The Independent Voice of Southern Methodist University Since 1915

The Daily Campus

The Daily Campus

The Independent Voice of Southern Methodist University Since 1915

The Daily Campus

The Independent Voice of Southern Methodist University Since 1915

The Daily Campus

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File-sharing service banned on campus networks

Students could face account deactivation if caught
 File-sharing service banned on campus networks
File-sharing service banned on campus networks

File-sharing service banned on campus networks

After checking his mailbox, Clark Castle, a sophomore advertising major, tore open a letter from the Information Technology Services Department and quickly discarded it on his way out of Hughes-Trigg. Like most of his peers he ignored the letter, which warned students about using file-sharing software applications to download music or movies that may be copyright protected.

“I didn’t really give the letter much thought,” said Castle. “It seemed just like another letter warning us about consequences that would never really be put in effect.”

That night as Castle sat at his computer, he opened up the LimeWire program, which he had regularly used while at SMU, and began downloading new songs. After downloading a few songs he shut down his computer for the night.

“The next morning, I tried connecting to the Internet and it wouldn’t let me,” said Castle. “I thought at first that the server was just down until I tried logging on to a friends computer and could check my e-mail.”

An e-mail from Information Technology Services told Castle that the network had detected illegal use of file sharing software and that his network connection had been disabled. To regain access to his connection he would have to either show proof that he had been given authorization to download copyrighted material or confirm in writing that he had deleted the program from his computer.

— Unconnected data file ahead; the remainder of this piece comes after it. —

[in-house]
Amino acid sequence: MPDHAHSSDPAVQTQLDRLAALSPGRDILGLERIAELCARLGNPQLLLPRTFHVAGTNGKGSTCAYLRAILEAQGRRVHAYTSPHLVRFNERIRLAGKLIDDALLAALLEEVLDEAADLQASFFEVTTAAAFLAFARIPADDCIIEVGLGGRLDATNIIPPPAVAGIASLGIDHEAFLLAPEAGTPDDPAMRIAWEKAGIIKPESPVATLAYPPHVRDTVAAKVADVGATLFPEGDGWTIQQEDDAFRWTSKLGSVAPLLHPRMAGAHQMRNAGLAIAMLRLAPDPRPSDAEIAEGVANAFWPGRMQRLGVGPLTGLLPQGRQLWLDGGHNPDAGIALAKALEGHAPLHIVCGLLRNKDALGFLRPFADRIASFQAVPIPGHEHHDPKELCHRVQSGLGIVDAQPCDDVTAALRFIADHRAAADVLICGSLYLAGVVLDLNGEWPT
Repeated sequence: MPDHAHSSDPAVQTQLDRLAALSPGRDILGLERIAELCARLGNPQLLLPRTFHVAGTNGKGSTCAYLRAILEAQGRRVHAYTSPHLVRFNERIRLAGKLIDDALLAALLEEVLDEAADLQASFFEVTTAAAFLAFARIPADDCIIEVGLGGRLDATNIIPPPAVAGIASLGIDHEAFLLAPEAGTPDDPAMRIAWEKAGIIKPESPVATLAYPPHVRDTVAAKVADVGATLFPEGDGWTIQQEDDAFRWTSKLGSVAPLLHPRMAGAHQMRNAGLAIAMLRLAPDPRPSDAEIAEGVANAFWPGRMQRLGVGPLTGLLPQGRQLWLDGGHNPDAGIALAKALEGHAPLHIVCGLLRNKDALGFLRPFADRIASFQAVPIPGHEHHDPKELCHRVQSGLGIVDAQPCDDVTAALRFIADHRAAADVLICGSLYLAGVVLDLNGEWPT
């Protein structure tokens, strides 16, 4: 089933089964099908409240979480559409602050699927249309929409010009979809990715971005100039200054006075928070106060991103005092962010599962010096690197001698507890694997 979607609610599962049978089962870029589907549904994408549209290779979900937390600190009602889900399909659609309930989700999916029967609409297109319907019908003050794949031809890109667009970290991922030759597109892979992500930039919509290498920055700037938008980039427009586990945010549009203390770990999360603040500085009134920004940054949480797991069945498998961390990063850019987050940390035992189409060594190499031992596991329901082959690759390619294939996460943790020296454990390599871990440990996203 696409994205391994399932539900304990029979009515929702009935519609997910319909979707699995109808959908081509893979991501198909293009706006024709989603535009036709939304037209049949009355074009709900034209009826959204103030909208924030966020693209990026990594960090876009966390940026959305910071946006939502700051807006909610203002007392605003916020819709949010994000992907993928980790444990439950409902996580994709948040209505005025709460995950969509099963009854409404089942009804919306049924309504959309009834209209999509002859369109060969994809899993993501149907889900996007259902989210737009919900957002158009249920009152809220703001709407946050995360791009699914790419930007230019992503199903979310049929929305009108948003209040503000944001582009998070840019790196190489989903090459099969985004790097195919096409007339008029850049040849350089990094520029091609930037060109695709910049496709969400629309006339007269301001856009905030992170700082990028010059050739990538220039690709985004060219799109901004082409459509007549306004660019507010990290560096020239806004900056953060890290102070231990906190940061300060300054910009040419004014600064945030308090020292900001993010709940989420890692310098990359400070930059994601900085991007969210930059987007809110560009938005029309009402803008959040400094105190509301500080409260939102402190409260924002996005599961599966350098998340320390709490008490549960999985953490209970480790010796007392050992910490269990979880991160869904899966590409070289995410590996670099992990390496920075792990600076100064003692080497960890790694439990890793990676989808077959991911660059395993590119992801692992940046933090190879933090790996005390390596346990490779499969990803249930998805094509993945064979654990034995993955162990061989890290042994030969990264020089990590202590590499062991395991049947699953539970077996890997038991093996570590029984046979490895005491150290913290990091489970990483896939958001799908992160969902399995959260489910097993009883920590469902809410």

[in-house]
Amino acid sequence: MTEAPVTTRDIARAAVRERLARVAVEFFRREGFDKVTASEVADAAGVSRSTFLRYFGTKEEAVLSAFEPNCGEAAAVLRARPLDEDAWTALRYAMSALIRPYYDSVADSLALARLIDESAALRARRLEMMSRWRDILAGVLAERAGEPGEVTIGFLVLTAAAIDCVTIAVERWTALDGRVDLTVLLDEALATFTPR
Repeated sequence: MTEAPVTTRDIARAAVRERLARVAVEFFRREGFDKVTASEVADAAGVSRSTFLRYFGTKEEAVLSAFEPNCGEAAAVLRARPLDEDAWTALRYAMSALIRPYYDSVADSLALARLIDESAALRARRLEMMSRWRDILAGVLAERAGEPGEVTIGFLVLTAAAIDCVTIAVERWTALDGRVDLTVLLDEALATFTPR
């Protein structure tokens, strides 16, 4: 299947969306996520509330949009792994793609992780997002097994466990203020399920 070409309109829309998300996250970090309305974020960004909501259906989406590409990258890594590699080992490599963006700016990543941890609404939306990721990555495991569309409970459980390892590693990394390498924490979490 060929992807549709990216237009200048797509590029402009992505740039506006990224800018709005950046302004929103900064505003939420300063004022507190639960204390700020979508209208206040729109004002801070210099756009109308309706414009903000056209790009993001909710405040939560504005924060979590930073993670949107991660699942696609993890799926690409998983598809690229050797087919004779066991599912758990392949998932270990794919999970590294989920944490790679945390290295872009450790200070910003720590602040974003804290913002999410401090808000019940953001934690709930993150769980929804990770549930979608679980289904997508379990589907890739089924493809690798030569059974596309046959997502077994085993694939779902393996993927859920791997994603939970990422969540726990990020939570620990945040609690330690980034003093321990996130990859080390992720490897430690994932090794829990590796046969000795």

“I immediately deleted the program from my computer and wrote a letter and took it up to the center,” said Castle. “When I got up there, I didn’t even need to turn in my letter because there were already forms to fill out regarding the violation.”

Until classes resumed for the Spring 2003 semester, users on the SMU server were able to download copyrighted computer games, movies and material from programs like LimeWire and Kazaa Media Desktop without any consequences. Starting this semester, students will no longer be able to download these commonly used file sharing programs.

“I came back this semester with a new computer and the server wouldn’t even let me download certain file sharing programs,” first-year student Emily Disque said. “I had to search for a long time until I could find a program that wasn’t blocked by SMU.”

According to an email from George F. Chrisman, associate vice president of Information Technology Services, using the SMU server to download copyrighted files is a violation of the U.S. Copyright Law. All students who are using the SMU server received a letter over winter break regarding the consequences of using these programs. If use of one of these programs is detected, the user will receive one warning to remove the program from their computer. If the user continues to participate in file sharing, his case can be taken to the Student Judicial Affairs and SMU Legal Affairs.

For Castle, the warning was enough.

“For about 48 hours I couldn’t connect to the Internet, but they started it back up after I filled out the forms,” said Castle. “I don’t want to risk suspension or any legal actions, so I’m just not going to download anything anymore. I guess they’ve finally decided to back up what they’ve always been saying with consequences.”

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